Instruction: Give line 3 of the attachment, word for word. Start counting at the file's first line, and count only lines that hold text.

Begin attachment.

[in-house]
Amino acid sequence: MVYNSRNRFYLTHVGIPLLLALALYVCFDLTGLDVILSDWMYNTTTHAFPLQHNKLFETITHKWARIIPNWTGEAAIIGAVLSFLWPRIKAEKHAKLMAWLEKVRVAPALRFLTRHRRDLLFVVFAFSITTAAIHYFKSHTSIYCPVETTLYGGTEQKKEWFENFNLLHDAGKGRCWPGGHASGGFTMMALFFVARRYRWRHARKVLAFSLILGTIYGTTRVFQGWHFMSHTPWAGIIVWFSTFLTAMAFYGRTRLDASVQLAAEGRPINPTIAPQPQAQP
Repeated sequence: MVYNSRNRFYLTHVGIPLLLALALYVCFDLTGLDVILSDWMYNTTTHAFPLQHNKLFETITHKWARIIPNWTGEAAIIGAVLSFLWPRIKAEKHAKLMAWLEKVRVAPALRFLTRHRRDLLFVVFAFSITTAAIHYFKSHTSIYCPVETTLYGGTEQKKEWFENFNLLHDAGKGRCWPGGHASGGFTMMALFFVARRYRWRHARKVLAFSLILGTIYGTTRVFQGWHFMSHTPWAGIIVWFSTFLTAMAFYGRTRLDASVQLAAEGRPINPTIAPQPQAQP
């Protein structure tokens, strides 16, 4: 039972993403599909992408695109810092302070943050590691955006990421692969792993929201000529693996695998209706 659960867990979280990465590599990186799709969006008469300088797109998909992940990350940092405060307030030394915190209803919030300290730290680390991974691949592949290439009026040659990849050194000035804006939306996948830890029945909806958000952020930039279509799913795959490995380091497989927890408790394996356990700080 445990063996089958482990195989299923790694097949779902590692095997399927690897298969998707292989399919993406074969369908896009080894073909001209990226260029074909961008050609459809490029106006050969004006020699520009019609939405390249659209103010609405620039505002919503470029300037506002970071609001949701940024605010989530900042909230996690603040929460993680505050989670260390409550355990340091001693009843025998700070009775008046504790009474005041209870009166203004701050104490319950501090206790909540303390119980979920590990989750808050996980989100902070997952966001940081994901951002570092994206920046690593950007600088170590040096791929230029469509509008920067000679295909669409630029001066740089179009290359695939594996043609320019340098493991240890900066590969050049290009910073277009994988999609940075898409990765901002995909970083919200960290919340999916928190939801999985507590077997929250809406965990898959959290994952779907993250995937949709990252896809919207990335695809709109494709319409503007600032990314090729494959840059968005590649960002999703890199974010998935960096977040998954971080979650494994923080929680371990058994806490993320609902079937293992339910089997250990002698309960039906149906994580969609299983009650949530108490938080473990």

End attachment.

Repeated sequence: MVYNSRNRFYLTHVGIPLLLALALYVCFDLTGLDVILSDWMYNTTTHAFPLQHNKLFETITHKWARIIPNWTGEAAIIGAVLSFLWPRIKAEKHAKLMAWLEKVRVAPALRFLTRHRRDLLFVVFAFSITTAAIHYFKSHTSIYCPVETTLYGGTEQKKEWFENFNLLHDAGKGRCWPGGHASGGFTMMALFFVARRYRWRHARKVLAFSLILGTIYGTTRVFQGWHFMSHTPWAGIIVWFSTFLTAMAFYGRTRLDASVQLAAEGRPINPTIAPQPQAQP